Hardwired Historian

As I’ve begun work on the Battle of the Bulge project, I’ve found that there have been some major changes in how I’m able to go about researching the event since the spring of 2007, when I did a similar research project on the Normandy Invasion. Since then, computers have become smaller, Norwich University has a campus-wide wireless network, and information on databases has grown.

Over the past couple of weeks, I’ve been pouring over books and file folders, hunting for references to soldiers who were in a set number of units, dates, locations, specific references to the Battle of the Bulge itself. Four years ago, I brought along a notepad and a couple of pens (or pencils, when I was up in the University Archives), and wrote down every reference that I could find, even the tangential students who might have been in the right area at the right time.

Fast forward to 2010, and the options have changed. Rather than taking a notepad and pen with me, I’ve been carrying my iPad and iPhone, on which I’ve been jotting down information as I find it. Slowly, as the lists are growing, I’m planning on taking the information and placing it onto a spreadsheet. While I do this, I’ve tapped into the wireless network, and as I come across soldiers in various units, I’ve discovered that running a quick check against the unit’s history online can help me determine if the soldier is someone I’ve been able to use, as their unit was present at the battle, or if they were somewhere else at the time, either because they hadn’t arrived, or were in another theater of operations altogether.

The move to electronic recording likewise has the benefit of being able to copy and paste my results directly into a spreadsheet, rather than having the extra step of translating my handwritten notes (no small task!) into the spreadsheet. The transfer of data is transferred between two mediums rather than three. (original, handwritten and computer). It allows me to keep information that I transpose intact far more easily than before.

The next step is something I’m thinking of trying: integrating this with Google Docs, which would allow me to keep my data online, accessible from any number of locations. Unfortunately, this isn’t a very practical thing on an iPad (I can’t easily tab between apps, and I don’t have the internet at home), but for some of the research portions, it seems like it would be an excellent thing to use, especially if someone is working with others. In this case, my girlfriend is helping out with some things, and the ability to update the same piece of data, without redundancies, would be helpful when gathering data is put together.

What I’m hoping is that the move to computers, rather than using handwritten notes, will allow me to be more efficient, and thus quicker, with the research that I’m working on. The amount of information that I need to go though: there’s something like five thousand additional files to go through when it comes to deceased students, not to mention the information on the units and after action reports that exist.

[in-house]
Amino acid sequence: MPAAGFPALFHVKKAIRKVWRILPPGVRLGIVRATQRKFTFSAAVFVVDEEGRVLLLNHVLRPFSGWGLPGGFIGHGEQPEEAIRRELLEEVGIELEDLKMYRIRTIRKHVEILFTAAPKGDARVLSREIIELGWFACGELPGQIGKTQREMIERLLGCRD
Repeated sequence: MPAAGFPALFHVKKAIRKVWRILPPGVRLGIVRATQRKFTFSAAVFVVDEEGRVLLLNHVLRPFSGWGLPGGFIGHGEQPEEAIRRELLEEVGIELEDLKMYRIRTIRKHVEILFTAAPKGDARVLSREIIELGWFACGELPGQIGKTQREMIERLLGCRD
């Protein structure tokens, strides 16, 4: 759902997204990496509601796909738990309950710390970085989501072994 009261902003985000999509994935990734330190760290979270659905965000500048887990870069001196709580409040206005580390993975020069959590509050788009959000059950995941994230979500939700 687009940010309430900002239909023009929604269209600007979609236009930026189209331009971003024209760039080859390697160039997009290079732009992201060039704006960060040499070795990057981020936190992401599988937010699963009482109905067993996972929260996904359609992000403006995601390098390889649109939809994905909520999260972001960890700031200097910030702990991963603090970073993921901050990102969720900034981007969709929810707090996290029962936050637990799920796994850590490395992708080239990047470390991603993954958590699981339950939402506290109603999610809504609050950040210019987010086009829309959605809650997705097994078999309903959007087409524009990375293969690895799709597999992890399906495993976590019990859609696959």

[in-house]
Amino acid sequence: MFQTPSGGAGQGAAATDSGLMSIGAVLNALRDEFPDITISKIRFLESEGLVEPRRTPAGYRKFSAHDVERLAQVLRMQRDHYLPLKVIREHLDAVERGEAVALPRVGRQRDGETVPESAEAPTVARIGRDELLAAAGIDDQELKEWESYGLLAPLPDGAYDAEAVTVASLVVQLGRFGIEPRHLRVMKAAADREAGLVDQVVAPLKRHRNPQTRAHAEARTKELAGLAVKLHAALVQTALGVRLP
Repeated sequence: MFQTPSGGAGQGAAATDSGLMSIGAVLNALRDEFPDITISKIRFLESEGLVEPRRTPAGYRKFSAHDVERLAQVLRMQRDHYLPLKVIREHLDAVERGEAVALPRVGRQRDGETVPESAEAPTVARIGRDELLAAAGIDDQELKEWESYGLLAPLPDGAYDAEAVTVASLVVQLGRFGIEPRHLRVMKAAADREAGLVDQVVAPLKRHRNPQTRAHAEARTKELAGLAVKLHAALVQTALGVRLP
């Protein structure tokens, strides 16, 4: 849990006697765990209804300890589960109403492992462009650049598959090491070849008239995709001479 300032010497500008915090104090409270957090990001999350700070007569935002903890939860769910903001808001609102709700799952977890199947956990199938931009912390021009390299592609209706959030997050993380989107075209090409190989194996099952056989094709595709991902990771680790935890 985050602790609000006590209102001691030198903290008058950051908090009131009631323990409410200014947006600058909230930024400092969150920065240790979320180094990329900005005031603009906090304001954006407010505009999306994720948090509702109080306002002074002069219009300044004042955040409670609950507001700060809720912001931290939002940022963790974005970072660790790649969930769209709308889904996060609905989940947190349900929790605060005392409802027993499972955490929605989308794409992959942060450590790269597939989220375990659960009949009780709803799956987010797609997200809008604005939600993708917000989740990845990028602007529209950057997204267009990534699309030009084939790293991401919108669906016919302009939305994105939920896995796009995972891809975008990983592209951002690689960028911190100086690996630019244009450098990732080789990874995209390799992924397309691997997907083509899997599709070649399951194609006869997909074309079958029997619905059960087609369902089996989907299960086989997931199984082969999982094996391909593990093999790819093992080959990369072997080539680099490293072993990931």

This also covers the first large phase of the research: gathering all of the raw data that I’ll need to form the basis of the project. The next step, actually distilling and then writing the report, is already digital: I can’t actually think of a time when I haven’t used a computer to type up a project. Those advantages are well known, and something that I know to work.

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2 thoughts on “Hardwired Historian

  1. This is interesting to me, because I remember my days in archives, desperately attempting to copy everything in pencil that I could find that pertained to what I was trying to do. Even then (and this was 1996 and 1999, respectively), I realized just how much even a laptop would have helped my efforts, just to avoid that middle step of translating handwritten notes into type. And nowadays? Man, my life would have been so much easier.

    Thanks for bringing this up. I haven’t done historical research since I graduated with my bachelor’s ten years ago, but it brings back memories — and a nice thought of just how far we’ve come in that time.

    • I’ve found that even a laptop, while it would speed up the process a bit, is just really, really bulky. I have a big black Dell, which looks nice, but it’s quite heavy, has a lid and all that. I’m finding with the iPad, while I can’t switch between programs quite as fast, is small, very, very easy to carry, and doesn’t require me to close it when I’m done. I just toss it back in my bag. That’s mostly preferences as to how I work.

      There seems to be a trend towards digitizing, and then indexing records. Combing through archives, I’m finding, is incredibly inefficient, which is the big thing that’s slowing me down. Fortunately, I’m able to search for people within a specific date (their graduation year is on the files that I’m going through), so I don’t need to hit every single file before ruling the person out. The Archives have also said that they can sort things out for me, which will be very helpful when I begin to work up there more often.

      That being said, I’m really enjoying the research phase – I like hunting for references.

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